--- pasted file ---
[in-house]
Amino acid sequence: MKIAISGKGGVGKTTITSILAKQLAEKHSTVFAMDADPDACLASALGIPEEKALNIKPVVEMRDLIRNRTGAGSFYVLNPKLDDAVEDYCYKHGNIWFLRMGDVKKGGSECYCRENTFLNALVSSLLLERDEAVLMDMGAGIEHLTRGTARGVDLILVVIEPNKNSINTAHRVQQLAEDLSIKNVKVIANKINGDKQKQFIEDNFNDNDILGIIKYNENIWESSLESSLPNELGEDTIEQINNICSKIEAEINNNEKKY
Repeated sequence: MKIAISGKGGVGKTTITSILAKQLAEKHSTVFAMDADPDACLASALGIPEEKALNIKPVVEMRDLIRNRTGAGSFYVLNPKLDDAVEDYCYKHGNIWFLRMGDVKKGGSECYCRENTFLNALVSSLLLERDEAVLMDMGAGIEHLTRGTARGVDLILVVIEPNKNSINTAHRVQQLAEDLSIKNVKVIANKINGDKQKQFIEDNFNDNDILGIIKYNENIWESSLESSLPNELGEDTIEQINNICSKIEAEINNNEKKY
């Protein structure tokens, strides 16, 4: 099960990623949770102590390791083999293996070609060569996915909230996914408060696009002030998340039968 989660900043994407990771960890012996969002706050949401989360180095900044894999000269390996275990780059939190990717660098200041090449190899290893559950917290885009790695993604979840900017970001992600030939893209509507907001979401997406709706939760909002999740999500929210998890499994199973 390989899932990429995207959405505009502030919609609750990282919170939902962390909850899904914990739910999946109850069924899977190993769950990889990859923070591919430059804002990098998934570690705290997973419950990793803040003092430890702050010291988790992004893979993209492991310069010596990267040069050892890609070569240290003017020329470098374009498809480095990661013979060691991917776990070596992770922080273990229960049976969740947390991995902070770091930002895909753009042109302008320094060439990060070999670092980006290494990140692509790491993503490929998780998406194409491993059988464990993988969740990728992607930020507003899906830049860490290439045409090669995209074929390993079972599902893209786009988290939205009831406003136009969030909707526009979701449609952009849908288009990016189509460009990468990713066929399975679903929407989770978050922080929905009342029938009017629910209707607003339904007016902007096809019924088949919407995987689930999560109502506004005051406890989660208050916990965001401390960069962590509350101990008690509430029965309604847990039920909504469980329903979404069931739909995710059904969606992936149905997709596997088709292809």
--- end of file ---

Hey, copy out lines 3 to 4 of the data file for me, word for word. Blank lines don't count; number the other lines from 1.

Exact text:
Repeated sequence: MKIAISGKGGVGKTTITSILAKQLAEKHSTVFAMDADPDACLASALGIPEEKALNIKPVVEMRDLIRNRTGAGSFYVLNPKLDDAVEDYCYKHGNIWFLRMGDVKKGGSECYCRENTFLNALVSSLLLERDEAVLMDMGAGIEHLTRGTARGVDLILVVIEPNKNSINTAHRVQQLAEDLSIKNVKVIANKINGDKQKQFIEDNFNDNDILGIIKYNENIWESSLESSLPNELGEDTIEQINNICSKIEAEINNNEKKY
């Protein structure tokens, strides 16, 4: 099960990623949770102590390791083999293996070609060569996915909230996914408060696009002030998340039968 989660900043994407990771960890012996969002706050949401989360180095900044894999000269390996275990780059939190990717660098200041090449190899290893559950917290885009790695993604979840900017970001992600030939893209509507907001979401997406709706939760909002999740999500929210998890499994199973 390989899932990429995207959405505009502030919609609750990282919170939902962390909850899904914990739910999946109850069924899977190993769950990889990859923070591919430059804002990098998934570690705290997973419950990793803040003092430890702050010291988790992004893979993209492991310069010596990267040069050892890609070569240290003017020329470098374009498809480095990661013979060691991917776990070596992770922080273990229960049976969740947390991995902070770091930002895909753009042109302008320094060439990060070999670092980006290494990140692509790491993503490929998780998406194409491993059988464990993988969740990728992607930020507003899906830049860490290439045409090669995209074929390993079972599902893209786009988290939205009831406003136009969030909707526009979701449609952009849908288009990016189509460009990468990713066929399975679903929407989770978050922080929905009342029938009017629910209707607003339904007016902007096809019924088949919407995987689930999560109502506004005051406890989660208050916990965001401390960069962590509350101990008690509430029965309604847990039920909504469980329903979404069931739909995710059904969606992936149905997709596997088709292809």